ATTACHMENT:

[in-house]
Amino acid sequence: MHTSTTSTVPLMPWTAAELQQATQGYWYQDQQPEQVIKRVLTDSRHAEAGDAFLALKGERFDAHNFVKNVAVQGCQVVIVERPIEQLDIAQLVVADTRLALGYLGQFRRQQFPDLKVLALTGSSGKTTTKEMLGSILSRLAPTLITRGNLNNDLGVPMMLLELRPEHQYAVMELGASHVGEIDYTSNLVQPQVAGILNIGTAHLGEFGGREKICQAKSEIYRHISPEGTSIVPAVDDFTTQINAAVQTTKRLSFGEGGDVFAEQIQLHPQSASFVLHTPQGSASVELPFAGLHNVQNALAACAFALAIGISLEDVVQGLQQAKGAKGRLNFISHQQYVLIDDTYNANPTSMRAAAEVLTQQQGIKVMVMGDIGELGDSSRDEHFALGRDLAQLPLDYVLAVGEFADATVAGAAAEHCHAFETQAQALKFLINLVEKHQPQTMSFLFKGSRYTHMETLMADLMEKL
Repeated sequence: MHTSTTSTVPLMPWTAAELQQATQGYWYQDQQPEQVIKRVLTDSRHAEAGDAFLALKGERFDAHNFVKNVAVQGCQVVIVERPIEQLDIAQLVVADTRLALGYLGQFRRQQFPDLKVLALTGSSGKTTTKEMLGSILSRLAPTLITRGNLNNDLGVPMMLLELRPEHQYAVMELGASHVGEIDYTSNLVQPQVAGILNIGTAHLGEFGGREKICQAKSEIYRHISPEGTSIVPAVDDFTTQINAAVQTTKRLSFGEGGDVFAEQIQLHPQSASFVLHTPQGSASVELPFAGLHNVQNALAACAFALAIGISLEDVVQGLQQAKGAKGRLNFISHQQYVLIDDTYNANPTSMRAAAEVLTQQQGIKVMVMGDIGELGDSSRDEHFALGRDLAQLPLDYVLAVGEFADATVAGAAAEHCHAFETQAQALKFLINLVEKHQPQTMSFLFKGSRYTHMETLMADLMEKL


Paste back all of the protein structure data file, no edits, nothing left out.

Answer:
[in-house]
Amino acid sequence: MHTSTTSTVPLMPWTAAELQQATQGYWYQDQQPEQVIKRVLTDSRHAEAGDAFLALKGERFDAHNFVKNVAVQGCQVVIVERPIEQLDIAQLVVADTRLALGYLGQFRRQQFPDLKVLALTGSSGKTTTKEMLGSILSRLAPTLITRGNLNNDLGVPMMLLELRPEHQYAVMELGASHVGEIDYTSNLVQPQVAGILNIGTAHLGEFGGREKICQAKSEIYRHISPEGTSIVPAVDDFTTQINAAVQTTKRLSFGEGGDVFAEQIQLHPQSASFVLHTPQGSASVELPFAGLHNVQNALAACAFALAIGISLEDVVQGLQQAKGAKGRLNFISHQQYVLIDDTYNANPTSMRAAAEVLTQQQGIKVMVMGDIGELGDSSRDEHFALGRDLAQLPLDYVLAVGEFADATVAGAAAEHCHAFETQAQALKFLINLVEKHQPQTMSFLFKGSRYTHMETLMADLMEKL
Repeated sequence: MHTSTTSTVPLMPWTAAELQQATQGYWYQDQQPEQVIKRVLTDSRHAEAGDAFLALKGERFDAHNFVKNVAVQGCQVVIVERPIEQLDIAQLVVADTRLALGYLGQFRRQQFPDLKVLALTGSSGKTTTKEMLGSILSRLAPTLITRGNLNNDLGVPMMLLELRPEHQYAVMELGASHVGEIDYTSNLVQPQVAGILNIGTAHLGEFGGREKICQAKSEIYRHISPEGTSIVPAVDDFTTQINAAVQTTKRLSFGEGGDVFAEQIQLHPQSASFVLHTPQGSASVELPFAGLHNVQNALAACAFALAIGISLEDVVQGLQQAKGAKGRLNFISHQQYVLIDDTYNANPTSMRAAAEVLTQQQGIKVMVMGDIGELGDSSRDEHFALGRDLAQLPLDYVLAVGEFADATVAGAAAEHCHAFETQAQALKFLINLVEKHQPQTMSFLFKGSRYTHMETLMADLMEKL